The 1999-2000 squad had great players, like Rivaldo, Figo, Luis Enrique, and a large Dutch contingent—the de Boer’s, Reiziger, Zenden, Cocu and Kluivert—and a certain Pep Guardiola. That season they finished empty handed, losing the Spanish Super Cup, finishing second in the league, getting crushed 6-0 on aggregate by Atletico Madrid in the semis of the Copa del Rey, and being knocked out of the Champions League by Valencia in the semis. After this season Van Gaal and Nunez left the club and, lest we forget, Figo signed with the enemy.

The kit is not a typical FCB jersey with the multiple blue and red/burgundy stripes, instead it is just half and half (with a very interesting shade of metallic blue) with navy sleeves, a bold reminder of Joan Gamper’s Swiss influence so many years ago. The half and half design was a call back to the original shirt and a precursor of the jersey worn during the magical treble season of 08-09. As for the jersey itself, it is lightweight, classy and timeless. I almost never wear this one to play in because I don’t want anything to happen to it.

Barcelona 1999-00 Home Centenary Detailed

As the image shows, burgandy accents the navy blue cuffs and a dynamic centenary patch brings attention to the historical year for the club. The club crest and historical markers are simple and understated, and the gold name/number set were a nice touch. (I wish now that I had mine personalized). It took me a while to realize that the kit did not have a sponsor. Of course money eventually won the day, with the club needing an additional revenue streams to maintain their status on and off the field. In the end, the strip is not from a memorable season but the jersey itself is one for the ages.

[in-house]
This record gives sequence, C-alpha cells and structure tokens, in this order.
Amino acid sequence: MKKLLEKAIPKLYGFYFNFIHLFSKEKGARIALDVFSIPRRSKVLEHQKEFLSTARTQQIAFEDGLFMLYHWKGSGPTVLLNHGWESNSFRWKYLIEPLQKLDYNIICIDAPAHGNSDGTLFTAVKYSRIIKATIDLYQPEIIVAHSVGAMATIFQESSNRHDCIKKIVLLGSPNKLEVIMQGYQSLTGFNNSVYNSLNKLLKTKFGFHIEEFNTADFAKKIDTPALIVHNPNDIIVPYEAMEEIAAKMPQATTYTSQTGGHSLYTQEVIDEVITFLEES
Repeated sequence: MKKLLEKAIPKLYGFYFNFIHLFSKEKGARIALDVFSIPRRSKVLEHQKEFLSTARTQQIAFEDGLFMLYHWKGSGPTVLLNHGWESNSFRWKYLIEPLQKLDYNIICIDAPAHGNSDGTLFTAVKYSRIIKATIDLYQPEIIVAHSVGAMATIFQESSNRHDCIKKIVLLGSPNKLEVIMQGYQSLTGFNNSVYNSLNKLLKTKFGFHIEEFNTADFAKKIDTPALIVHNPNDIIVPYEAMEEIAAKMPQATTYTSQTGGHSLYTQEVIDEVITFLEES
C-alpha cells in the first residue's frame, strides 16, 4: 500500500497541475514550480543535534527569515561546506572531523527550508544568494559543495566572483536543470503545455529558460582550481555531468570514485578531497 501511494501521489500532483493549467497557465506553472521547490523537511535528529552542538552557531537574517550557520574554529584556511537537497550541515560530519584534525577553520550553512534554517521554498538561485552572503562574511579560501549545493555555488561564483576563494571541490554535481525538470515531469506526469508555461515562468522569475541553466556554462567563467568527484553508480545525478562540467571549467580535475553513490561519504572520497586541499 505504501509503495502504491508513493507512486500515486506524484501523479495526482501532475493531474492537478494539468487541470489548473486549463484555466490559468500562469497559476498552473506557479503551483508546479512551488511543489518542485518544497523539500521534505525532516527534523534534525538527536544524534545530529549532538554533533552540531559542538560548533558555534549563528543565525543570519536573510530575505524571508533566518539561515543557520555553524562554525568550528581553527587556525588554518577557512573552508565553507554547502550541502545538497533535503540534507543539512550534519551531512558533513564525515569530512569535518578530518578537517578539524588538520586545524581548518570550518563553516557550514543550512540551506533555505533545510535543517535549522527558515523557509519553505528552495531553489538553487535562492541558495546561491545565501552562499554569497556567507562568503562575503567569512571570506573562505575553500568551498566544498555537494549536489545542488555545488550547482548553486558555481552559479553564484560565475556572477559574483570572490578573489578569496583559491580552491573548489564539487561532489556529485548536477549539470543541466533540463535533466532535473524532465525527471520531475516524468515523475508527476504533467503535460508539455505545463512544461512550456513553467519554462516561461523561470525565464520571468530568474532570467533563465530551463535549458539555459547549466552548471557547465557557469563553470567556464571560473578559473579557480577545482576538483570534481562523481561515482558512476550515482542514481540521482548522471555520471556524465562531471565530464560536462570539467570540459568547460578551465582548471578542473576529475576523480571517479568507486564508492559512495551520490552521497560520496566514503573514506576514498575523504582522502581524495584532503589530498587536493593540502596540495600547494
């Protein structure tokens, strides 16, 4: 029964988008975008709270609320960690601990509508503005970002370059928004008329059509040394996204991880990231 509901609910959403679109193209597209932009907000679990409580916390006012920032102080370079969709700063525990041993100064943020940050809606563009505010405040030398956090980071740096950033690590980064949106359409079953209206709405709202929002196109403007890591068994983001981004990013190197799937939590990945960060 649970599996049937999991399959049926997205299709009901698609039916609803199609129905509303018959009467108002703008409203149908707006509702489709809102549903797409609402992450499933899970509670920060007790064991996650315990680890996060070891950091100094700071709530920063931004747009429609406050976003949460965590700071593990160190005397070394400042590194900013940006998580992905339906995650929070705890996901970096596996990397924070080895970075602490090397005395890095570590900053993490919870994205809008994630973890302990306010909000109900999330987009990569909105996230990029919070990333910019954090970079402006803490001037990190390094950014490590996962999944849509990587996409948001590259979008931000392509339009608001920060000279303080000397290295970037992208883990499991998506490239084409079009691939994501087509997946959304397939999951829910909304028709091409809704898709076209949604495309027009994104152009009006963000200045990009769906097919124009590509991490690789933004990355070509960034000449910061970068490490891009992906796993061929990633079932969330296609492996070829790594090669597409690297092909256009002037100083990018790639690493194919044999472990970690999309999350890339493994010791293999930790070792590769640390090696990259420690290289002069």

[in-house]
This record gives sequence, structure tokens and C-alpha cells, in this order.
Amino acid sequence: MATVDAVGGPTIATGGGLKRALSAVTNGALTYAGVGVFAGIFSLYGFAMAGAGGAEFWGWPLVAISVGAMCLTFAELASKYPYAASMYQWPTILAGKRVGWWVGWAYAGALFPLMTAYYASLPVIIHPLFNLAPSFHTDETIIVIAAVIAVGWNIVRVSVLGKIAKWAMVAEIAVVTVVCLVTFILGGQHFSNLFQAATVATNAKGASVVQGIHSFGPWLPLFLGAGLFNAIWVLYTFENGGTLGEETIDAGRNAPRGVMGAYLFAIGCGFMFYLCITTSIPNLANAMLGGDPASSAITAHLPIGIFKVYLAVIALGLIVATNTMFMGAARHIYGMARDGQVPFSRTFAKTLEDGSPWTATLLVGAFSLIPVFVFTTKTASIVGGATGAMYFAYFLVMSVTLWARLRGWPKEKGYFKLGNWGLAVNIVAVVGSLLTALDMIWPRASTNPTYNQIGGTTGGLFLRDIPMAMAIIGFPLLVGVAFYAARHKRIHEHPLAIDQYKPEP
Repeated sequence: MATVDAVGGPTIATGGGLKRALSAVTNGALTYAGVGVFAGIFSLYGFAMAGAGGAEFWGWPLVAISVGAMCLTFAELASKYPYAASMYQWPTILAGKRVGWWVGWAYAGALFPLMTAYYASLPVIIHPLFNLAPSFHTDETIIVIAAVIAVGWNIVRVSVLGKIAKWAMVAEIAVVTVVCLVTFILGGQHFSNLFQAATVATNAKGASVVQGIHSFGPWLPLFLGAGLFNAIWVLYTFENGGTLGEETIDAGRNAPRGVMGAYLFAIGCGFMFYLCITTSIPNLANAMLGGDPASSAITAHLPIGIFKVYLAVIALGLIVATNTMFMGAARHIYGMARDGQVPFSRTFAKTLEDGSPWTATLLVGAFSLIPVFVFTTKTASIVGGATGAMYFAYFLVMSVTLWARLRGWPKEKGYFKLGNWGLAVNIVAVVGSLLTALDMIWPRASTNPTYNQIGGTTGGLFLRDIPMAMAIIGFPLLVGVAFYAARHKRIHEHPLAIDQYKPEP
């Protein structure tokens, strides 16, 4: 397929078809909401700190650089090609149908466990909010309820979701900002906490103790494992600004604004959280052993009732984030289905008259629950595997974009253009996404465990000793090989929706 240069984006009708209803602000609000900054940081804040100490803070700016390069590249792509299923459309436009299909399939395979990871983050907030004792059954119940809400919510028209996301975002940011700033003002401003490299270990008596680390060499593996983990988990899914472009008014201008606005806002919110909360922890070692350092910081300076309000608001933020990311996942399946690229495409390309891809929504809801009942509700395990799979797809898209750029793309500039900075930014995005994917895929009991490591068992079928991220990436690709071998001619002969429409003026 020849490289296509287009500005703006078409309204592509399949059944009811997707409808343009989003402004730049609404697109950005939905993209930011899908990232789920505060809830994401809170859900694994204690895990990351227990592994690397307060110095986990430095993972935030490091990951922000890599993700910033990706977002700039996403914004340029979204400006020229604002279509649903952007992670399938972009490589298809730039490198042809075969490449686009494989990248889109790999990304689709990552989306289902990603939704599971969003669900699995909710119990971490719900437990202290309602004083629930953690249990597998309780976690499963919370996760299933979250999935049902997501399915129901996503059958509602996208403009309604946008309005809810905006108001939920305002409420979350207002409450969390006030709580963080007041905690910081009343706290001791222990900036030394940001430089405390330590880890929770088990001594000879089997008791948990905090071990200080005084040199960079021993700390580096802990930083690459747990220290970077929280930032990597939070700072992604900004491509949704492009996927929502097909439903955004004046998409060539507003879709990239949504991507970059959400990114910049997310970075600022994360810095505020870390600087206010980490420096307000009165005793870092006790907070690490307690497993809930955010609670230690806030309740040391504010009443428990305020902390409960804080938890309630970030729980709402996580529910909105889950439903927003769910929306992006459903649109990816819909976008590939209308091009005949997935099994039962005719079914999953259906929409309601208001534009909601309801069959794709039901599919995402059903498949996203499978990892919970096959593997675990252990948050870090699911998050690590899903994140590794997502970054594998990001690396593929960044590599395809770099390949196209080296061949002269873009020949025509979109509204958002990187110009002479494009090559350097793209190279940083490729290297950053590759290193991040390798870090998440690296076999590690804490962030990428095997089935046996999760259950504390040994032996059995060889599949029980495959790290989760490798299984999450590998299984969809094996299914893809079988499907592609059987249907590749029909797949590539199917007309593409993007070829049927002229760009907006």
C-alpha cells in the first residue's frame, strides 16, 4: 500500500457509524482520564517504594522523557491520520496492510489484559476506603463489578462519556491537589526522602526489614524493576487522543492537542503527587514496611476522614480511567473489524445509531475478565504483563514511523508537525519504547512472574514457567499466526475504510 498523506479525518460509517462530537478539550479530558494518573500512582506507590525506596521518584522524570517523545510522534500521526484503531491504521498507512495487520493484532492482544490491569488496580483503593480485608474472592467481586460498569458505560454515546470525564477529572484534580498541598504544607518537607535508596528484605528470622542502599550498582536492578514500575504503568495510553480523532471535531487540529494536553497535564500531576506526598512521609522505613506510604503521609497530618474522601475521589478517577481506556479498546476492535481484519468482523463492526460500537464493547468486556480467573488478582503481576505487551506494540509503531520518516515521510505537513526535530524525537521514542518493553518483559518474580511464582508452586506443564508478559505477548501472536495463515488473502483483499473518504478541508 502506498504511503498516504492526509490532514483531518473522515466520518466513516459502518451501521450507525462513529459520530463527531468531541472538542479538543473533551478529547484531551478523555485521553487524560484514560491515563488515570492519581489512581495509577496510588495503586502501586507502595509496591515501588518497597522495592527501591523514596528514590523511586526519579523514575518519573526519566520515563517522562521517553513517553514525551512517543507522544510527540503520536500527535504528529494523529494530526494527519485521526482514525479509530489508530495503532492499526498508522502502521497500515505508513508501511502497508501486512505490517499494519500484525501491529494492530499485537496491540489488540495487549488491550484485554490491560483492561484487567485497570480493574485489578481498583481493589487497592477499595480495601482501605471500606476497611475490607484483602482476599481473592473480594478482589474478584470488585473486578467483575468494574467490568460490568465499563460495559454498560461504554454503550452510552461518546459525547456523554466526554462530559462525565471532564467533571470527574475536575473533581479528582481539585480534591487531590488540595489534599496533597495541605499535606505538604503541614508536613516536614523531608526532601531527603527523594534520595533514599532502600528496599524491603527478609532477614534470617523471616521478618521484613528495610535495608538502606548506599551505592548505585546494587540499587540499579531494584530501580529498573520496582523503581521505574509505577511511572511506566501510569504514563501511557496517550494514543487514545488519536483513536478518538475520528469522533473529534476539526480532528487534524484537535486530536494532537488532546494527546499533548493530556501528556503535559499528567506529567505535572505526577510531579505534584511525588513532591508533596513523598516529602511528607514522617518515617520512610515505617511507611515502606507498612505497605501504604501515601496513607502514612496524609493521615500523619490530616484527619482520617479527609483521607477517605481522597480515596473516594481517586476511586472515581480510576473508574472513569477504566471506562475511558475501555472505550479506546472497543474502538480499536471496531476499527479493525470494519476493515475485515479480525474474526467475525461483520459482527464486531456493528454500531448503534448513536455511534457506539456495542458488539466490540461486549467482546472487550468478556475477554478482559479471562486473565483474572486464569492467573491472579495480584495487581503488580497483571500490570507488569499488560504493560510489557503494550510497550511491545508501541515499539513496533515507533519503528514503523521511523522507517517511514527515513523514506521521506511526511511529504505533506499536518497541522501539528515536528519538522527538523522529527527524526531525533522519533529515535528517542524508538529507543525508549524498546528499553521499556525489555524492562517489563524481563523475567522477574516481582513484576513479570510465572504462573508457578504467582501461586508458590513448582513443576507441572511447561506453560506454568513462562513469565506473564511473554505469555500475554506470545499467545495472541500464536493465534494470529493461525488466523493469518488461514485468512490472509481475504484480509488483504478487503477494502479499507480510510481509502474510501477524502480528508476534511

Strip Club—Feature Dancer Edition

France 98 was the first World Cup that I watched extensively, even more than USA 94, which was in my home country. that summer I was living with my parents, had no job, and basically woke up and watched double and triple headers during the Group Stage. It was heaven.  I particularly followed France because a) they were the hosts and got tons of coverage; b) the US was having a nightmare (thanks Steve Sampson); and c) Juventus had several stars on the team, which gave me a natural connection.


Deschamps and Zidane were part of a fantastic cycle of Bianconeri teams which went to the Champions League Final three years in a row and reached the semis the year after before being rebuilt in 2001. Zidane was in imperious form at the time, dazzling for both club and country. Deschamps controlled the midfield, generating service for Guivarch, Henry and Trezeguet, and protecting a back line that was already quite strong. The Final was spectacular for the hosts, with Zidane famously knocking in two headers and Petit adding a third.


Two years on, the World Cup winners travelled to Euro 2000 in Holland and Belguim. I bought the entire tournament on PPV (those were the days) and watched nearly every game live. What a tournament. Spain’s comeback against Yugoslavia; England collapsing against Portugal; impressive performances from Slovenia; Holland’s demolition of Yugoslavia in the quarters; a fantastic game between France and Spain with goals of great quality and a tragic PK miss from Raul; and a gripping final, in which Italy had one hand on the trophy but couldn’t finish the job. A goal from Wiltord forced extra time, during which Trezeguet scored a Golden Goal to win.


(image courtesy of Historical Kits)

On the fashion front, French jerseys have been hit and miss over the years. The mid-90’s kits were cool, if a bit shiny, and I hated the 1998 jersey, but immediately bought the Euro 2000 home kit, which has become one of my favorites. I love this jersey because it is simple and clean in design. The royal blue is a perfect shade and has an understated red stripe across the chest.  The above image shows the traditional tricolor layout, and I would prefer blue shorts and white socks to complete the strip but the red socks aren’t too bad. While the jersey is a little heavy (you sweat like a dog if it’s 70+ degrees but Under Armor takes care of that), the best part is that you pop the collar, channel your inner Zidane, and you are good to go.